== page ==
Finnish pension funds now stand at its highest level to date – around 200 billion euros, according to the organisation representing earnings-based pension fund companies.
"Some information is still missing, but it looks like we will reach around 200 billion euros," said Tela analyst Peter Halonen.
The return on pension fund investments is becoming increasingly important for financing pension payments, he added. He noted that the pension contributions paid in by employers and employees is not enough to pay future old age benefits.
Back in 2015, just under one billion euros representing pension funds and profits from fund investments was used to pay out old age pensions. Last year the sum was 1.2 billion euros and this year the amount is expected to rise even further.
"It’s impossible to estimate precisely how much we will use from the funds and their returns but the amount is expected to increase," Halonen commented.
The growing outlay in annual pension payments is due to an increase in Finnish citizens claiming pensions as the population continues to age. On the other hand, the number of working age people paying into the system is decreasing.
In addition to private pensions companies, Keva, the organisation responsible for managing pensions for municipal and state employees, will for the first time be forced to dig into its profits to pay out pensions.
"The situation is historic for Keva. For the first time, pensions to be paid out will be slightly larger than pensions contributions paid in. But we are well prepared for this," said Keva CEO Timo Kietäväinen.
Pension funds aim to keep up with rising retirees, fewer contributors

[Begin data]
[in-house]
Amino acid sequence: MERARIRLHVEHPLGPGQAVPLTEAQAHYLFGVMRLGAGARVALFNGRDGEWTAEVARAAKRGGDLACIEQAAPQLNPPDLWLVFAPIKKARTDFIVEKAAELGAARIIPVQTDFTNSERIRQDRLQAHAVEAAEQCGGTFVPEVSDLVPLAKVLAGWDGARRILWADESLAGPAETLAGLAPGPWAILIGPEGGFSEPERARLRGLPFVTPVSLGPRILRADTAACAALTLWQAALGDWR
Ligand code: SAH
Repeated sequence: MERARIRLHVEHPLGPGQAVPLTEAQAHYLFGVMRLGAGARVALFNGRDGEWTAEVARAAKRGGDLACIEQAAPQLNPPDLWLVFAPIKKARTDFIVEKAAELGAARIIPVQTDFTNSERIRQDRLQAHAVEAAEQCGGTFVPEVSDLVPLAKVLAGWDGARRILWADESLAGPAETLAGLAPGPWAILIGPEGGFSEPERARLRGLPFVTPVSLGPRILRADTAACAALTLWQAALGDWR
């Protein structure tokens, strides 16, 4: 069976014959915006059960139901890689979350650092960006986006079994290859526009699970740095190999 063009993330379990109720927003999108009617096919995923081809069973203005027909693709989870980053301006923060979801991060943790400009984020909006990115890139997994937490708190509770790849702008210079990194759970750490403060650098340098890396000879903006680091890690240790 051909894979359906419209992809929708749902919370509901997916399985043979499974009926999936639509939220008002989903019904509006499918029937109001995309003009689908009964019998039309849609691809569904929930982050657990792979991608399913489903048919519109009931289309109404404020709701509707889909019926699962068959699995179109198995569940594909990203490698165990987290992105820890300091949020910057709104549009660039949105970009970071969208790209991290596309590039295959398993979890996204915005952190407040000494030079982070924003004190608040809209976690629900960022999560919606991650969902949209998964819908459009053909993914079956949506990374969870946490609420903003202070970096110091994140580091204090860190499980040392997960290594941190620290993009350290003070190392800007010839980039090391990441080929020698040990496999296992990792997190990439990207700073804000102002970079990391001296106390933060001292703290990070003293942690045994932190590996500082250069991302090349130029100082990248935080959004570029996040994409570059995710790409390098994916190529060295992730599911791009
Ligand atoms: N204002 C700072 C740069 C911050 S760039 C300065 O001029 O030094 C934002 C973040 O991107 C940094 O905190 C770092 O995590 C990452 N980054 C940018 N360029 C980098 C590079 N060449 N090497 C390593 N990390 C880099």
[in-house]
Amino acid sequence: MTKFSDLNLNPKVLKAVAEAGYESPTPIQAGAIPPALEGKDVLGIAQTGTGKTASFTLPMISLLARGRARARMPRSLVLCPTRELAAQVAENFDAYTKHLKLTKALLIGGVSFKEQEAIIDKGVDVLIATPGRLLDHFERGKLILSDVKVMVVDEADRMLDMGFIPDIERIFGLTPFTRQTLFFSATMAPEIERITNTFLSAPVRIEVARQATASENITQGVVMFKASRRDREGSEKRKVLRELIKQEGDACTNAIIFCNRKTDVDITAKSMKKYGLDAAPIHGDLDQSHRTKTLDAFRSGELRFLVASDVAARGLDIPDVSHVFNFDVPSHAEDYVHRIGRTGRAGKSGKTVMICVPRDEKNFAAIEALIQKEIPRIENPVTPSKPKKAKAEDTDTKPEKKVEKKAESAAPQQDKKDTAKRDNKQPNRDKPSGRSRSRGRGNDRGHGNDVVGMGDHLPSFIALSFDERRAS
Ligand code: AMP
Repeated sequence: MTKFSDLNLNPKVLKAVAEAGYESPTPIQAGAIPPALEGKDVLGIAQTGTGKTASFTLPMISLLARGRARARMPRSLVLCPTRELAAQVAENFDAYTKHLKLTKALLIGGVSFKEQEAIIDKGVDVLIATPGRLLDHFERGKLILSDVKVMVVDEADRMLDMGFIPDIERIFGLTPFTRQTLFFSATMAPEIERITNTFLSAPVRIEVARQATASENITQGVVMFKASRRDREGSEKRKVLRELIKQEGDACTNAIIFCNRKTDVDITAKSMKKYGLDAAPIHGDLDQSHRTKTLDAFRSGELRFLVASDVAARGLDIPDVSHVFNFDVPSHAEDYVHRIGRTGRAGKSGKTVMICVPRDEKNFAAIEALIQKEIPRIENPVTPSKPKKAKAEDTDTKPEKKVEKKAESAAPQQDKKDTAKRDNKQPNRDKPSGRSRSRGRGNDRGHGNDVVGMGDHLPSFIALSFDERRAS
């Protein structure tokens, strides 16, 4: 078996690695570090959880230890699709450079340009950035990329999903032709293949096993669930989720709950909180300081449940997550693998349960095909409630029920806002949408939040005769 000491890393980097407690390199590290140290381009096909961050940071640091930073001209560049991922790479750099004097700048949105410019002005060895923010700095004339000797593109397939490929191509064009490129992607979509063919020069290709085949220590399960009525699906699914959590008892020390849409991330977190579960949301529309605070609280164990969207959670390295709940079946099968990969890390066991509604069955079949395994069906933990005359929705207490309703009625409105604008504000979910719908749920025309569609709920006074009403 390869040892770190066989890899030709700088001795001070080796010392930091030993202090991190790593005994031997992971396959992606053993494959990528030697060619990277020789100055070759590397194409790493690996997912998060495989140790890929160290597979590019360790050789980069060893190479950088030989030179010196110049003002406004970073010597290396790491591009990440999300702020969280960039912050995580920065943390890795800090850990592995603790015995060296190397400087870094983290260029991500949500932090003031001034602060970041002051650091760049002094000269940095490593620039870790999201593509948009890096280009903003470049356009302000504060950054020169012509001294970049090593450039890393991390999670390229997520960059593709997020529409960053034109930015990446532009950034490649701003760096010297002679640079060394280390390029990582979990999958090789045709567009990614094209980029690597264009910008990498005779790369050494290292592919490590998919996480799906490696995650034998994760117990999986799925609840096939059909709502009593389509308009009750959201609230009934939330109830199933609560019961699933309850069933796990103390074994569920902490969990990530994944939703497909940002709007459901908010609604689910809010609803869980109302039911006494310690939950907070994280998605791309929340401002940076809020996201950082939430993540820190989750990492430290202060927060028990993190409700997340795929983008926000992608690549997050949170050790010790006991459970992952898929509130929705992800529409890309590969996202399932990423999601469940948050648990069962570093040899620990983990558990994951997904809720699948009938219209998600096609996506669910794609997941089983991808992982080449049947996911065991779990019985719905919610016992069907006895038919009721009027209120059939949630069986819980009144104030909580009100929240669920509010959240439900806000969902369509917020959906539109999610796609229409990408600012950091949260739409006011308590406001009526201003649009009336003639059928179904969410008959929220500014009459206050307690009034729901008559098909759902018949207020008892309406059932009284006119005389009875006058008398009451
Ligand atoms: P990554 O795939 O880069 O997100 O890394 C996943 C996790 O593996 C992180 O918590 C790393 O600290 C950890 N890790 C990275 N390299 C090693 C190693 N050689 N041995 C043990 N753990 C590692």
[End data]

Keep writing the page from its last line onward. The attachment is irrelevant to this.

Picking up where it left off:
Tela has estimated that over the long term, or in about 20 years, profitability will have exceeded the level of the pension system’s sustainability calculations. In terms of profits, the system’s sustainability is therefore secure. However the sustainability of the system is also affected by the economic and employments situation.
"The beginning of the year went well. Equity investments in particular have performed well throughout, but so have real estate investments,"Halonen noted.
"However profits realised are no guarantee for the future, but now the markets are positive about future development," Halonen pointed out.
As major investors, pension fund companies closely follow the monetary policies of the major central banks, the European Central Bank and the US Federal Reserve, in particular, moves to scale back stimulus programmes.
"Scaling back too quickly could weaken economic growth, employment and corporate earnings," Halonen speculated.
According to Keva, profitable pension fund investments will continue to be important in the long term.
"As the number of retirees grows and the number of working people declines, we will be able to use sound investments to safeguard earnings-based pensions in the future and reduce pressure to increase earnings-related pension contributions," Kietäväinen concluded.